Kansas City’s American Catastrophe has hit on something quite nice with their debut album Excerpts From the Broken Bone Choir. Over the course of 33 minutes, six tracks of slow-burning, dark western epics filter out from the cave of depressed Americana.
American CatastropheExcerpts From the Broken Bone Choir
Kansas City’s American Catastrophe has hit on something quite nice with their debut album Excerpts From the Broken Bone Choir. Over the course of 33 minutes, six tracks of slow-burning, dark western epics filter out from the cave of depressed Americana. The instrumentation is minimal and stark, while brooding baritone singing complements guitars, harmonica and simple percussion. The band hints at sweeping post-rock as well, but keeps that sound in line with their sonic palette of quiet western-isms. The aforementioned vocals occasionally become slightly overwrought–the band would do well to keep the gritty tone on the vocal parts–but overall this is a solid and enjoyable listen from a band that should do great things in the future.
Queens of the Stone AgeEra Vulgaris
Another year, another Queens of the Stone Age album. And as is typical, Josh Homme and crew have released another mixed bag of delight and annoyance in Era Vulgaris. The thing about the Queens is that they are capable of writing really awesome rock songs. But they are led by a self-indulgent musician who seems to have let critical praise go to his head. Dude, you can do wrong. Not everything you create is amazing, and you need to practice a little self-editing. Stop shitting out albums, and start writing complete works. For everyone else: there are a few good songs on this album, but unless you like weird robot-rock jams a lot you would be better off listening to one of the first three Queens albums. Those records will stand the test of time; Era Vulgaris will not.
Glorior BelliManifesting the Raging Beast
Something I don’t understand about black metal: the corpse-paint. What’s up with this? Black metal musicians take their music very seriously, yet they wear make-up. Seems like a contradiction. I suppose it goes with the theatricality that arrives in their lyrics (about darkness and grimness, etc.) but it still seems strange. The music here, by Frenchies Glorior Belli, is actually really diverse and is by no means by-the-book black metal. Yes, there are many moments of raging, buzzing guitars, but they are tempered by doomier (read: slower) moments of melody. You don’t have to look that hard to see the influence of post-metal bands like Isis all over Manifesting the Raging Beast. The vocals are appropriately dense and screaming, while instrumentation varies and propels the music forward. This is an impressive album from an artist pushing the limits of their genre. Just please dump the corpse-paint already.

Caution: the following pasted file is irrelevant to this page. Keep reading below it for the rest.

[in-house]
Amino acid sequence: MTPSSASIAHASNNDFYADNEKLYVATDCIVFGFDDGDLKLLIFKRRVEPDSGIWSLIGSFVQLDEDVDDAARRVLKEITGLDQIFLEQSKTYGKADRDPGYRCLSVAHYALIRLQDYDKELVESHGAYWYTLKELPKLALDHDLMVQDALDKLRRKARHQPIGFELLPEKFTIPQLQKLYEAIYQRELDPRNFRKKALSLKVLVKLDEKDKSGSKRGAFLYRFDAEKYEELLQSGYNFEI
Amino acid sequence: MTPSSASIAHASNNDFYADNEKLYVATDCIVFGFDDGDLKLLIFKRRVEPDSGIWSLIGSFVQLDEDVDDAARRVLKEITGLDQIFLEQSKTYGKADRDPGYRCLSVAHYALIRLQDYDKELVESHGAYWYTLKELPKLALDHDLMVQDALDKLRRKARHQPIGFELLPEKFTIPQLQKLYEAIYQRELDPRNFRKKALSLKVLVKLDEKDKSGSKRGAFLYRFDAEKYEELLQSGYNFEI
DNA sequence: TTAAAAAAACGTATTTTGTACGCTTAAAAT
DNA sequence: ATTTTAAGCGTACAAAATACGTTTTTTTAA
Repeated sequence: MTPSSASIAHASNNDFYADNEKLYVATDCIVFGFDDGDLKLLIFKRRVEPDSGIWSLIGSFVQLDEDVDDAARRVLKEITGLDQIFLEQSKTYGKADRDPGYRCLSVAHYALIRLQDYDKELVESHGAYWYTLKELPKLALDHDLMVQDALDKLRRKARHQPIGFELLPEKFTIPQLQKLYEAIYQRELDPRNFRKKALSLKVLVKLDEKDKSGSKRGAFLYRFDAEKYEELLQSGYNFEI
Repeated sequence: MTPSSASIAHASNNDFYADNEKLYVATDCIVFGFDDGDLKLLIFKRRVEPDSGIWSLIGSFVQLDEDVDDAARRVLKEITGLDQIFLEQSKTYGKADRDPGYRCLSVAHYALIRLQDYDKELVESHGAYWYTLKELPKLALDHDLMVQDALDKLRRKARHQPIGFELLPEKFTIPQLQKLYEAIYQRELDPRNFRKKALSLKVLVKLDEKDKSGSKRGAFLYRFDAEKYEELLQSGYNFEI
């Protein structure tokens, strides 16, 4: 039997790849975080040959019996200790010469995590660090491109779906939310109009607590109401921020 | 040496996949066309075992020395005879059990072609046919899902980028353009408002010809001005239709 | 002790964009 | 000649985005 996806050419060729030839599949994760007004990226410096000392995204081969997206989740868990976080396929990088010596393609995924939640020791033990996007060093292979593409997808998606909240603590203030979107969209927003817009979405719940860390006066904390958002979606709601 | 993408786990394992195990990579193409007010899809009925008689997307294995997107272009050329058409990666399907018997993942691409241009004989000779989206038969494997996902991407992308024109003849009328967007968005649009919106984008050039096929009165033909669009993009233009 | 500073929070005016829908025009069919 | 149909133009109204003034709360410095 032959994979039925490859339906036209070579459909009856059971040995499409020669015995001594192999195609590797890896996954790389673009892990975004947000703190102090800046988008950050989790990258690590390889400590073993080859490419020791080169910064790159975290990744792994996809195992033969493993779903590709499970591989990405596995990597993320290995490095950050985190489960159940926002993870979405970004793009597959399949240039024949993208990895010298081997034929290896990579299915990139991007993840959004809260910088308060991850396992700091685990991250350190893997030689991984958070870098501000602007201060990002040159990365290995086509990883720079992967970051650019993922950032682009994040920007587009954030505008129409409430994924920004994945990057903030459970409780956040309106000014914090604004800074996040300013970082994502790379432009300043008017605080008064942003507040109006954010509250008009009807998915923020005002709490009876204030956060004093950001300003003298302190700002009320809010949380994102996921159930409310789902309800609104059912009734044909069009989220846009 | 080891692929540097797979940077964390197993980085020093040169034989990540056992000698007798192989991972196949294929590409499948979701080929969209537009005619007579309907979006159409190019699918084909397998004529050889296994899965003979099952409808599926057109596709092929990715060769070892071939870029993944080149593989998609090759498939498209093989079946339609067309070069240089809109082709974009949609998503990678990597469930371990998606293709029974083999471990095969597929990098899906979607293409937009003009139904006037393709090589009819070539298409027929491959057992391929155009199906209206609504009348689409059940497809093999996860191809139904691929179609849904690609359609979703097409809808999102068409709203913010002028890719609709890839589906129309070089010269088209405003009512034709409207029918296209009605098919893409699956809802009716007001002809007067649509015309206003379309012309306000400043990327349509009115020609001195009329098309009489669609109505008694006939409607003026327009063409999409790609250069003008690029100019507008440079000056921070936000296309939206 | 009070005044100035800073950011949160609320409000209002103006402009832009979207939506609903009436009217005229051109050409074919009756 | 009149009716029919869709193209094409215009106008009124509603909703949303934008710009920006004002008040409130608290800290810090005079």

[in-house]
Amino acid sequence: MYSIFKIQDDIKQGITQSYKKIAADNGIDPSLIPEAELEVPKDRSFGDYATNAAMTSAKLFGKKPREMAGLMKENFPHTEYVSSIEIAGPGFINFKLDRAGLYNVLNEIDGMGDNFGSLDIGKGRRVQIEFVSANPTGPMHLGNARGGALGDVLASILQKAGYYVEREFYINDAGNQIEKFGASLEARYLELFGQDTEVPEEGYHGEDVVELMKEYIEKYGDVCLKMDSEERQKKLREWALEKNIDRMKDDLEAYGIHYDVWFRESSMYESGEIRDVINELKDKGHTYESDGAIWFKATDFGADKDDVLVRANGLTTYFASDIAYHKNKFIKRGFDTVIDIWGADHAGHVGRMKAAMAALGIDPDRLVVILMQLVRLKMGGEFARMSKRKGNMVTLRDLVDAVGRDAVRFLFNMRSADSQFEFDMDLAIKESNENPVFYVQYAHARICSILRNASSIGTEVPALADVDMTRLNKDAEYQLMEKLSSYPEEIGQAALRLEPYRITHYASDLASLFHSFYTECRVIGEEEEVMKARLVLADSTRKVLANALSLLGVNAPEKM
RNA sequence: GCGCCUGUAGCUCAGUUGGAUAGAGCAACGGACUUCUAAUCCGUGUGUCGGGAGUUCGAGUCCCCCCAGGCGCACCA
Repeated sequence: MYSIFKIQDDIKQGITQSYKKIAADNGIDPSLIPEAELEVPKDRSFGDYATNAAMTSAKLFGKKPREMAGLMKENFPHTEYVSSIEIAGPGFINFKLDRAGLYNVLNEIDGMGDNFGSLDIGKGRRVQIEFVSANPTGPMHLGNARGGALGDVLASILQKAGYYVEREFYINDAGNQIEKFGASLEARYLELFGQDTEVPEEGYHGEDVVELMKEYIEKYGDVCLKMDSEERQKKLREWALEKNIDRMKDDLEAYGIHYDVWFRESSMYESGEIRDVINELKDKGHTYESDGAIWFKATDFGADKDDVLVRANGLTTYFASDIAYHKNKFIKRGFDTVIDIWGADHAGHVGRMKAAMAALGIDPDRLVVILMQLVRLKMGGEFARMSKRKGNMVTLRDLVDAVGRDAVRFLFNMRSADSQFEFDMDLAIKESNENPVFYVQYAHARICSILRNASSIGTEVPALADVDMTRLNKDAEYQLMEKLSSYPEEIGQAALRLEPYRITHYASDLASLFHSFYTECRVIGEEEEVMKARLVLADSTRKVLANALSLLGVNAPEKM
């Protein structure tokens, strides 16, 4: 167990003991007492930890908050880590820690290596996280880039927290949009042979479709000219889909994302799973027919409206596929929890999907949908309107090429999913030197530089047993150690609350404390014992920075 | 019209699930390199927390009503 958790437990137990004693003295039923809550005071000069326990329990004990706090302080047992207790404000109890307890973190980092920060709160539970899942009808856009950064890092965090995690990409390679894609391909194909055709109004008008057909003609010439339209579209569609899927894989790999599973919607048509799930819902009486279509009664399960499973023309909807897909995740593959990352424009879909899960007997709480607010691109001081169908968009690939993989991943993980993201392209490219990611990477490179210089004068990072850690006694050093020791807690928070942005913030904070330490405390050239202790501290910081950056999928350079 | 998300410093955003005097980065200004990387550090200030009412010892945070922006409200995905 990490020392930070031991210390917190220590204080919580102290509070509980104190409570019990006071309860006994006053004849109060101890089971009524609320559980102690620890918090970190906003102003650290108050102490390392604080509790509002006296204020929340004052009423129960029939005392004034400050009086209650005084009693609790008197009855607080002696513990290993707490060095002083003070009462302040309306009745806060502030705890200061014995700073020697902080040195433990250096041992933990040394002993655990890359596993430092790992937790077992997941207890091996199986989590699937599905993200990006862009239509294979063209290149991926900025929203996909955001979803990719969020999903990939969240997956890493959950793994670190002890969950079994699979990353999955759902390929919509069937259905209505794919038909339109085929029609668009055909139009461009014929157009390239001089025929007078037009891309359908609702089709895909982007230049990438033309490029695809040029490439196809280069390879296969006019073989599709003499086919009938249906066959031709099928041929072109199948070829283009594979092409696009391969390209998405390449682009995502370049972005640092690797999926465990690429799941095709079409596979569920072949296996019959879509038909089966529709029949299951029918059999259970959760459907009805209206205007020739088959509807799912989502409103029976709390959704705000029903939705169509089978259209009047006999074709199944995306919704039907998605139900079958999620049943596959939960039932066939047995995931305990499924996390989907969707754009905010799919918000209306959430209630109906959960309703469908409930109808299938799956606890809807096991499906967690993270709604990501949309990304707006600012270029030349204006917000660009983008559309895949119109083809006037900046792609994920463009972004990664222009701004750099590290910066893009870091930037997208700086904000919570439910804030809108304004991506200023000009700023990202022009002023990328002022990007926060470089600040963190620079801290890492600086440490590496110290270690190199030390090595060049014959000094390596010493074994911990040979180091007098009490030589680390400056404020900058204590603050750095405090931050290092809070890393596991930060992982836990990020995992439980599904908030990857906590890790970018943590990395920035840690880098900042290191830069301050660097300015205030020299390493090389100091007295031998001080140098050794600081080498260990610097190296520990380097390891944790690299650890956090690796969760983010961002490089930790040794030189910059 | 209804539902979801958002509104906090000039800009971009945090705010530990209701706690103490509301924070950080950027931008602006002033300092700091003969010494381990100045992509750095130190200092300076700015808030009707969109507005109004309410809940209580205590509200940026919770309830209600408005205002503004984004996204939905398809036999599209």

Art in Manila Set the Woods on Fire
What’s sometimes amazing and also confounding is the staggering number of musical talents that seem to stem from Omaha, Nebraska. From Little Brazil to Bright Eyes, from Landing on the Moon to Tilly and the Wall, great indie music just emanates from that city like warmth from a fireplace and the debut album from Art in Manila is no exception. Art in Manila is the new(ish) six-member band started by Orenda Fink, one half of the now-defunct Azure Ray. The band’s name is a tip-of-the-hat to paranoid radio host Art Bell’s exodus to the Philippines. This album crosses genres with ease yet retains cohesiveness thanks to Fink’s layers of pretty vocals and the clean but not overly-polished production, and Fink’s lilting vocal melodies are carried spryly by keyboards, acoustic and electric guitars, bass and drums. Album highlights include the moody, snare-drum driven “Spirit, Run” and the opening track “Time Gets Us All” which has a Feist-ian clarity to it.
Here’s a female singer who plays guitar and writes gently rocking songs a la Cat Power. The thing about gently rocking songs is that, sometimes, unless you’re at the beach or having a picnic, these songs can put you right to sleep. She seems to be singing with a lot of sincerity, but the music is fairly devoid of dynamics and the melodies aren’t very inspired or inspiring. The album’s 10 songs all kind of sound the same: poorly mic’ed drums, slow electric guitars strumming, Simone singing and then Simone wailing. The songs aren’t terrible; there’s just not much to grab on to. Until the simply grating “Nightswimming,” in which Simone’s vocals seem akin to neighborhood cats in heat. A sure sign of an irritating song is when a normally unflappable co-worker asks, “Who is this?” in the manner with which he normally asks “Who farted?” Yep, this stinks.